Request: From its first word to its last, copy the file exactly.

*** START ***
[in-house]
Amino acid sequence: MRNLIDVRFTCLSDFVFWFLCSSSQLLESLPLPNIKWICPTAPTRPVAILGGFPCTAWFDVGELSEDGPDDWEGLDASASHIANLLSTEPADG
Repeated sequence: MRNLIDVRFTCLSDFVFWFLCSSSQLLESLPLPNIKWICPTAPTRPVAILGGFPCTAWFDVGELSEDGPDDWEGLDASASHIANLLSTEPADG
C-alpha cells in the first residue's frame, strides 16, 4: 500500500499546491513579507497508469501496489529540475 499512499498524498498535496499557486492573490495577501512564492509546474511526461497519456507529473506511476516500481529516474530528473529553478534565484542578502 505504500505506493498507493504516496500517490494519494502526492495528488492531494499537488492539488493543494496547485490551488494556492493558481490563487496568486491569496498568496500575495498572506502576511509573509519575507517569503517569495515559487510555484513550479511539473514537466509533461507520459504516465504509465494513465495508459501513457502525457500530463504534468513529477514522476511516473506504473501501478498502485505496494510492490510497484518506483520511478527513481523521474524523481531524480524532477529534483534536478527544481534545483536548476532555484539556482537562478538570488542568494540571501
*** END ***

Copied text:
[in-house]
Amino acid sequence: MRNLIDVRFTCLSDFVFWFLCSSSQLLESLPLPNIKWICPTAPTRPVAILGGFPCTAWFDVGELSEDGPDDWEGLDASASHIANLLSTEPADG
Repeated sequence: MRNLIDVRFTCLSDFVFWFLCSSSQLLESLPLPNIKWICPTAPTRPVAILGGFPCTAWFDVGELSEDGPDDWEGLDASASHIANLLSTEPADG
C-alpha cells in the first residue's frame, strides 16, 4: 500500500499546491513579507497508469501496489529540475 499512499498524498498535496499557486492573490495577501512564492509546474511526461497519456507529473506511476516500481529516474530528473529553478534565484542578502 505504500505506493498507493504516496500517490494519494502526492495528488492531494499537488492539488493543494496547485490551488494556492493558481490563487496568486491569496498568496500575495498572506502576511509573509519575507517569503517569495515559487510555484513550479511539473514537466509533461507520459504516465504509465494513465495508459501513457502525457500530463504534468513529477514522476511516473506504473501501478498502485505496494510492490510497484518506483520511478527513481523521474524523481531524480524532477529534483534536478527544481534545483536548476532555484539556482537562478538570488542568494540571501